Small Businesses Denied MDL For Chase Virus Loans Suits
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Law360 (August 5, 2020, 6:37 PM EDT) — The U.S. Judicial Panel on Multidistrict Litigation said Wednesday that it will not combine a collection of lawsuits accusing JPMorgan Chase Bankof mishandling small businesses’ applications for federal coronavirus relief loans, concluding that there’s not enough to be gained by such a move.
The JPML said in an order that while there is some overlap in the small-business plaintiffs’ cases against Chase, the individualized nature of the factual issues surrounding their respective loan applications will take away from the potential efficiency benefits of centralizing them in an MDL.
The panel also noted that the number of cases against Chase is “limited and appears unlikely to grow,” counting just seven remaining lawsuits up for centralization.
“In the present circumstances, voluntary coordination among the parties and the involved judges is preferable to centralization,” the panel said. “We encourage the parties to employ various alternatives to transfer which may minimize the potential for duplicative discovery and inconsistent pretrial rulings.”
The MDL denial comes as a win for Chase, which had opposed the centralization motion filed by California-based plaintiff Hyde-Edwards Salon & Spa, which sued the bank in April for allegedly giving improper preferential treatment to larger and more lucrative businesses applying for Paycheck Protection Program loans.
PPP loans were designed to help cover payroll and other overhead costs for small businesses struggling during the COVID-19 crisis, and according to Hyde-Edwards, banks acting as PPP lenders are supposed to process loan applications on a first-come, first-served basis.
But the salon alleges that Chase ignored this mandate and instead prioritized applications from bigger borrowers, positioning itself to earn larger origination fees while leaving smaller borrowers to potentially miss out on much-needed funding.
Other small businesses from around the country have made similar allegations against Chase in a series of proposed class actions, which Hyde-Edwards and several of its fellow plaintiffs supported consolidating and centralizing in California or Illinois federal court.
Addressing the JPML at a hearing last week, for example, attorneys for some of these plaintiffs emphasized the factual and legal commonalities between the cases and argued that consolidation would promote efficiency in the litigation and help ensure “quick and consistent rulings.”
Chase, however, resisted their request for an MDL on grounds that the cases are actually too varied in substance and scope to merge effectively. The bank also argued that the need for an MDL was undercut by the relatively small and declining number of cases up for consolidation, pointing to the voluntary dismissals of at least two suits and the lack of new filings since May in the face of continued PPP loan availability.
In Wednesday’s order, the JPML agreed with the bank that an MDL wasn’t warranted, finding that “centralization will not serve the convenience of the parties and witnesses or further the just and efficient conduct of the litigation.”
Informal coordination between the various plaintiffs and the bank is the better bet, the panel wrote.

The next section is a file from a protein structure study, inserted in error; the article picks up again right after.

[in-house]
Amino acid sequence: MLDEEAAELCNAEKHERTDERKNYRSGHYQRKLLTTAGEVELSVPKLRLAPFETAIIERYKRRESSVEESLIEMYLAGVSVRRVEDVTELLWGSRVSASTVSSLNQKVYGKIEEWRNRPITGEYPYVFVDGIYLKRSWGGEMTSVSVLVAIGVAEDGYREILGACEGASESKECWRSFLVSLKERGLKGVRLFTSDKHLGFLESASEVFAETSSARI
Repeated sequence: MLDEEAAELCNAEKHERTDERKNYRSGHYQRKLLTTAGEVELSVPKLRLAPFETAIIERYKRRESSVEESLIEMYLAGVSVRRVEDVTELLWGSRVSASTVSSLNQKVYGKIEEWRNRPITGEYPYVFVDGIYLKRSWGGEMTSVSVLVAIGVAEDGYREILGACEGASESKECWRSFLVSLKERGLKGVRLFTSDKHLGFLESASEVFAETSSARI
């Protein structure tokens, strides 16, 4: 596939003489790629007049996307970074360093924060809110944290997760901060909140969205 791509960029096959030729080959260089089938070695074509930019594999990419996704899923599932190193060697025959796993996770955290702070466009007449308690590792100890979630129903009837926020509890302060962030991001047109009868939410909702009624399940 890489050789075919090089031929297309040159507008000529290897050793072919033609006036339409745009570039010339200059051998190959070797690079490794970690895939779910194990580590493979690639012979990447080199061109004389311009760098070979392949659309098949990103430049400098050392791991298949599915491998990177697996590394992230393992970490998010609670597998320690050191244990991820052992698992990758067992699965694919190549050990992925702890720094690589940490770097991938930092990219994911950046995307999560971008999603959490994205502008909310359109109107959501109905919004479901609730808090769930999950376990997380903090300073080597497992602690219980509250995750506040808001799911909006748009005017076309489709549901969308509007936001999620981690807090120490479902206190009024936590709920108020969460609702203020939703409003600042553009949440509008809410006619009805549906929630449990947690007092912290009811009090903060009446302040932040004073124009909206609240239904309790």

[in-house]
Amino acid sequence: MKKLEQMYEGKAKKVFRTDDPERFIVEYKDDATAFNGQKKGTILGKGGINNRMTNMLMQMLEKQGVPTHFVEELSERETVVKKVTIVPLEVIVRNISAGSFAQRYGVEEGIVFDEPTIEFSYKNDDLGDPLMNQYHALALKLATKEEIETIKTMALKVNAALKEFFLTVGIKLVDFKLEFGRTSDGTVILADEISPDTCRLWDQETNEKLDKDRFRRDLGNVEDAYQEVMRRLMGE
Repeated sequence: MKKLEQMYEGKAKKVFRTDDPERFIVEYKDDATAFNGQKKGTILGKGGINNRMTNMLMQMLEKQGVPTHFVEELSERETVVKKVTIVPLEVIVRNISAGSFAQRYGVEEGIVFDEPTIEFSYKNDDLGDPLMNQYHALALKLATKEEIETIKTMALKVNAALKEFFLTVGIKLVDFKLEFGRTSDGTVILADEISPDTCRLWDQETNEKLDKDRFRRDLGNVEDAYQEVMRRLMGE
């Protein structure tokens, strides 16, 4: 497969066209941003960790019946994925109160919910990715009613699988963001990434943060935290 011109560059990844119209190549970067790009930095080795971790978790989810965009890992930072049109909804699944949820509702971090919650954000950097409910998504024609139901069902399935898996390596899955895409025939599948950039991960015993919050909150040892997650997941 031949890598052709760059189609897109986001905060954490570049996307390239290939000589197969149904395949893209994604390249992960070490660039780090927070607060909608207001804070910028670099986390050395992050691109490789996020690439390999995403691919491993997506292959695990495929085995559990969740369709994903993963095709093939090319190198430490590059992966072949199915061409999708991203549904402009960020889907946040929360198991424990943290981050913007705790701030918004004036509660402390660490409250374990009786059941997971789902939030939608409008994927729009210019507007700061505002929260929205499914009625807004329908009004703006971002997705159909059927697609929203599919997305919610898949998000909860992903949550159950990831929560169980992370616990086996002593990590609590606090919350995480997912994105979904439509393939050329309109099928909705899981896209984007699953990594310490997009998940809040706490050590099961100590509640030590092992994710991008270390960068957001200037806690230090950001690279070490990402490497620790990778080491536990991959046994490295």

“Such coordination appears practicable in this litigation, considering the limited number of actions and districts,” the panel said. “Additionally, common defendant Chase is represented by the same counsel in all actions, and represents in the panel briefing it will support informal coordination of any overlapping discovery and other pretrial activities.”
JPMorgan Chase is the largest bank in the U.S. and also the largest PPP lender, but it’s just one of a slew of banks that has been hit with lawsuits alleging misconduct related to the small-business loan program.
The lawsuits have spanned a range of issues related to the program’s implementation, including whether banks unfairly and improperly prioritized some borrower applications over others, whether banks were allowed to craft more stringent eligibility criteria to manage application flow and whether third-party “agents” that helped borrowers apply are entitled to cuts of the loan origination fees that banks earn from the government.
In separate orders issued Wednesday, the JPML also declined to create MDLs out of cases like these that have been brought against Bank of Americaand Wells Fargo. The panel further declined to consolidate and centralize an array of agent-fee suits that have collectively targeted more than 100 PPP lenders, including Chase, Bank of America and Wells Fargo.
A Chase spokesperson declined to comment, and counsel for Hyde-Edwards did not immediately return a request for comment Wednesday.
The Hyde-Edwards Salon & Spa is represented by Rebecca A. Peterson and Robert K. Shelquist of Lockridge Grindal Nauen PLLP, Benjamin Galdston of Berger Montague, Gregory F. Coleman and Alex R. Straus of Greg Coleman Law PCand Daniel K. Bryson, Scott C. Harris and Patrick M. Wallace of Whitfield Bryson LLP.
Chase is represented by Gregory E. Ostfeld of Greenberg Traurig LLP.
The case is In re: JPMorgan Chase Paycheck Protection Program Litigation, MDL number 2944, before the U.S. Judicial Panel on Multidistrict Litigation.
–Editing by Orlando Lorenzo.
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